—todd    Jun. 15 '06 - 04:21AM    #
  26. Appears the Suarez campaign now features double-blog action. Ron easily wins the prize for best campaign website + blog so far; Laura is apparently his campaign manager. Not much word on Ron’s page about local development issues, though. Zero occurances of the word “greenway”.

    (Ypsi’s Brian Robb still takes the Council candidate with best existing blog category, though.)


       —Murph.    Jun. 15 '06 - 02:14PM    #
  27. I’m glad you’re getting a rent reduction, todd. You certainly deserve it.


       —David Cahill    Jun. 16 '06 - 12:30AM    #
  28. Lucky Day:
    “In a way, all of us
    have an El Guapo to face someday.
    For some, shyness
    might be their El Guapo.

    For others, a lack of education
    might be their El Guapo.

    For us…
    El Guapo is a big dangerous guy
    who wants to kill us.

    But as sure as my name
    is Lucky Day…the people of Santa Poco…
    can conquer their
    own personal El Guapo…

    who also happens to be the actual El Guapo.

    Townspeople: “We want to defend ourselves.
    But how?”

    Lucky Day: “By using the skills and the talents of the people of Santa Poco.

    This is not a town of weaklings.

    You can turn your skills
    against El Guapo.”

    Words of wisdom from the legendary Lucky Day, in the Movie “The Three Amigos”.

    Mr. Cahill, or should I say: El Guapo? Someday the people of Santa Poco, er, Ann Arbor will rise up to face you….ok, to be fair, most of them will have been forced moved to cheaper cities by then, but….

    When they do rise up, I will be there, serving cold beer to those who have fought against you and lost!!!


       —todd    Jun. 16 '06 - 02:59AM    #
  29. Dear Todd,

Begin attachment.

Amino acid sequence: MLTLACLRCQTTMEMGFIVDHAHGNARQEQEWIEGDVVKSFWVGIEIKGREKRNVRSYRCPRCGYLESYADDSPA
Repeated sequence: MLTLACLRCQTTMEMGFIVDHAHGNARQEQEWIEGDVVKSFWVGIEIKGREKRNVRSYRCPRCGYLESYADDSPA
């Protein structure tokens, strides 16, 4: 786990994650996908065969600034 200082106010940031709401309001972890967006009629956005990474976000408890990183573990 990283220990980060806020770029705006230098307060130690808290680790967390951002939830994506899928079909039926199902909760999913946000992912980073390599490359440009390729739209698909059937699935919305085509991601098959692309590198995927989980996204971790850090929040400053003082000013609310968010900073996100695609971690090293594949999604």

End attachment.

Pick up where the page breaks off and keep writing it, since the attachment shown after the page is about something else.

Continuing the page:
We’ll be waiting for you with open arms, over here in Beer Town, USA .


       —Murph.    Jun. 16 '06 - 01:01PM    #
  30. The Council primary season is getting off to a s-l-o-w start. Neither Larry Kestenmbaum nor I have received a single piece of campaign material in the snail mail from either the establishment people or the challengers. Normally, by this time party activists like us would have at least received fundraising letters from both mayoral candidates and several Council candidates.

    All is not completely torpid, though. Suarez, Roberts, Ralph, and Schmerl are passing out palm cards.

    Plus – Suarez has cute buttons in blue, white, and black showing a stylized City Hall.


       —David Cahill    Jun. 21 '06 - 12:47PM    #
  31. Now that the primaries are upon us, I’m resurrecting this article.

    Who are you voting for in Tuesday’s primaries? Why?


       —David Cahill    Aug. 5 '06 - 02:33PM    #
  32. I’ve gotten stuff from Greden and Ankli in the mail.


       —Dale    Aug. 5 '06 - 08:15PM    #
  33. Mayor: Wendy Woods has a pretty snappy site. I’m reasonably impressed.

    http://www.wendywoodsformayor.com/

    Lots of flash. Whee!

    I’m voting for Warren in the house election, though I’m still out on the more local races.

    I want to support greater density downtown, and it’s unclear how John Roberts feels. He has no website and the literature I received from him has no way to contact him listed on it. Suarez has the rather confusing position of being for affordable housing and local business, but being unwilling to create lower rents through density that will allow for those things. I’ve sent him an email about this question and will post the result here.

    It seems to me that Hieftje stands in the greenway/height limit camp? Is this correct?